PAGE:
Tugas InterHRM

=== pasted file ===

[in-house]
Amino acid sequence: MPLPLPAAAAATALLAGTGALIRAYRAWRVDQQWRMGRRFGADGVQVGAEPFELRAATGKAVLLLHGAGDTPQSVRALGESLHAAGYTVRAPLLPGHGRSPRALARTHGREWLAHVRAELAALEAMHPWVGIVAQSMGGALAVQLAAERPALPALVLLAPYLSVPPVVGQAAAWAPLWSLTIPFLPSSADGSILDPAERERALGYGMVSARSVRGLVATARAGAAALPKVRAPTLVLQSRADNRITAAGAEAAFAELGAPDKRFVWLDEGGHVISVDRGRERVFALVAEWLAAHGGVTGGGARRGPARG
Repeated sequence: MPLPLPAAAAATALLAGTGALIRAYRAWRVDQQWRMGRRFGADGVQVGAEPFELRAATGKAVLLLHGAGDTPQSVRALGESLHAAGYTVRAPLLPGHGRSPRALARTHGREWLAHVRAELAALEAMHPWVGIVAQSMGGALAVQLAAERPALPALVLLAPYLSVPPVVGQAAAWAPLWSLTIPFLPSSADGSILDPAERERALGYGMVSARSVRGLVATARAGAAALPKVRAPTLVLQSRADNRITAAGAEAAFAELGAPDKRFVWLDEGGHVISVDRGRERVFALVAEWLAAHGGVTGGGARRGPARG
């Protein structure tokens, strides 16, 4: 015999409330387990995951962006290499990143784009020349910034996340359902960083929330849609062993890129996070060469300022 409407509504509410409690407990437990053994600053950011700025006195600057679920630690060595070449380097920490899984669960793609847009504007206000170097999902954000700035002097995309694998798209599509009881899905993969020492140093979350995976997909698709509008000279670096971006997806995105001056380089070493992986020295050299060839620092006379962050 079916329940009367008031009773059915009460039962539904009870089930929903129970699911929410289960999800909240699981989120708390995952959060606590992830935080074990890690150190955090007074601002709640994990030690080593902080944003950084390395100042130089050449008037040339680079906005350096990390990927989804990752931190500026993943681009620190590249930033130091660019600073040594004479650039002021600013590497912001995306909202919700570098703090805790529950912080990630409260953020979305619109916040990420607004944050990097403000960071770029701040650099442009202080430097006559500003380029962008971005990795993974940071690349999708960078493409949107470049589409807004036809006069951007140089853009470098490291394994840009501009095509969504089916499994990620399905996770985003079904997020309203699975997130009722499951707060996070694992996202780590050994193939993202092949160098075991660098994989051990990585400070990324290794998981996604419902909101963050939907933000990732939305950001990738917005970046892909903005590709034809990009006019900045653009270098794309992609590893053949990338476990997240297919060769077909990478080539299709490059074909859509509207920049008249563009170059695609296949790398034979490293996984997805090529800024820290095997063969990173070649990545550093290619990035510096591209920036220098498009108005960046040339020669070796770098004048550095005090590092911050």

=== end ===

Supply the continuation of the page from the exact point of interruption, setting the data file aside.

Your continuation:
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  INTERNATIONAL EQUITY JOINT VENTURES According to a well-known definition by Shenkar and Zeira an IJV is:  A separate legal organizational entity representing the partial holdings of two or more parent  firms, in which the headquarters of at least one is located outside the country of operation of the  joint venture. This entity is subject to the joint control of its parent firms, each of which is economically and legally independent of the other.  Challenge in IJV includes the following factors: 1. HR must manage relations at the interfaces between IJV and the parent companies. The different partners that make up the IJV may possibly follow different sets of rules and this can lead to critical dualities within the HR function. 2. The HR department must develop appropriate HRM practices and strategies for the IJV entity itself. 3. the HR has to recruit, develop, motivate and retain human resources at the IJV level. According to a literature analysis by Schuler, the main reasons for engaging in an IJV are as follows: ã To gain knowledge and to transfer that knowledge. l Host government insistence.   ã Increased economies of scale.   ã To gain local knowledge.   ã To obtain vital raw materials.   ãTo spread the risks (i.e. share financial risks).   ãTo improve competitive  advantage in the face of increasing global competition. ã To provide a cost effective and efficient response required by the globalization of market.  The IJV has an good opporunity to leaarn the othe company with 2 ways, 1. each company has the chance to ‘learn the other partner’s skills’. This can include gaining know-how and process knowledge in specific functional areas such as R&D or acquiring local knowledge about a spe- cific market or culture. 2. Second, companies acquire working experience in cooperating with other firms. Thus, the IJV can be used as a medium for organizational learning processes as well. IJV development stages and HRM implications    As all learning processes include communication processes and are carried out by people, the manage- ment of the human resources at this point is critical. This encompasses all activities of the HR function including recruitment, selection, training and development, performance management and compensation. A strategic approach requires not only a strong compatibility of the various HR activities and practices, but also with the IJV strategy. The HR manager may take on many roles in order to meet the challenges of interaction between the parent company and IJV 1. In the partnership role, HR managers should take the needs of all stakeholders into account and demonstrate a thorough understanding of the business and the market. 2. As a change facilitator and strategy implementer, HR managers should be able to conceptualize and implement new strategies involving trust-based communication and cooperation with relevant partners. This also requires the creation of a stable learning environment. 3. As an innovator, the HR manager should be able to identify talent for executing IJV strategies and adapting to changes in the IJV stages. 4. As a collaborator, the HR manager’s strengths should lie in creating win -win situations characterized by sharing rather than competing between the different entities engaged in the joint venture. The importance of cross-cultural management in international joint ventures  The implications of different cultural employee backgrounds coming together in an IJV have  been the center of interest. Which addresses the HR-related challenges of two different institutional and cultural environments working together in a common venture.  The top management team and the role of expatriates in IJVs The IJV’s top management team has a high impact on the performance of the joint venture. The team’s main task is to control the daily business operations of the IJV. In China the involvement of the managers in strategic decision-making processes and intensive social integration measures as the most important measures for reducing turnover of high  potentials in IJVs. However, the effec- tiveness of these measures decreases with the increase of the shares of the foreign partner. INTERNATIONAL SMEs    SMEs are very important : In EEA & Sweden:    99+ % of 16 million enterprises in EEA & Sweden is SMEs    Two third of jobs is SMEs In Asia Pasific region:    SMEs are 90% of all enterprises    32-48 % employment id by SMEs In US:    80% of employment is by SMEs with less than 20 employees  barriers to access to international markets as identified by an OECD survey on 978 SMEs worldwide include the following: 1.   Shortage of working capital to finance exports. 2.   Identifying foreign business opportunities. 3.   information to locate/analyze markets. 4.   to contact potential overseas customers. 5.   Obtaining reliable foreign representation. 6.   Lack of managerial time to deal with internationalization. 7.   quantity of and/or untrained personnel for internationalization. 8.   in managing competitor’s prices.  9.   Lack of home government assistance/incentives. 10.   transportation/insurance costs IHRM features in SMEs  1.   The importance of the founder/owner in a globalizing SME the top managers responsible for internationalization decisions should have sufficient international background and experience to be able to take informed decision 2.   Recruitment, selection and retention. many less-qualified employees are employed by SMEs because they do not meet the recruitment requirements of large organizations and were forced to work for SMEs as their second choice. Because the SMEs cannot recruit qualified international managers they arenot as successful in international markets as they could be. 3.   Human resource development: The challenge of learning. With respect to the specificities of the international environment, Brussig et al.116 suggest that HRM should encourage staff in boundary spanning positions,117 (i.e. at the external interface of the SME) to pay attention to aspects relevant to internationalization decisions. 4.   Expatriate management. When SMEs needed cross-cultural training for potential expatriates, these employees were sent to external training institutions. Given the small number of expatriates, in-house training is not a viable option for most SMEs. 5.   Limited resources of the HR department and outsourcing. The latter supports small suppliers with its know-how about expatriate management, the environment of the relevan markets, and its relationships with relevant governmental institutions for gaining visa and working permits.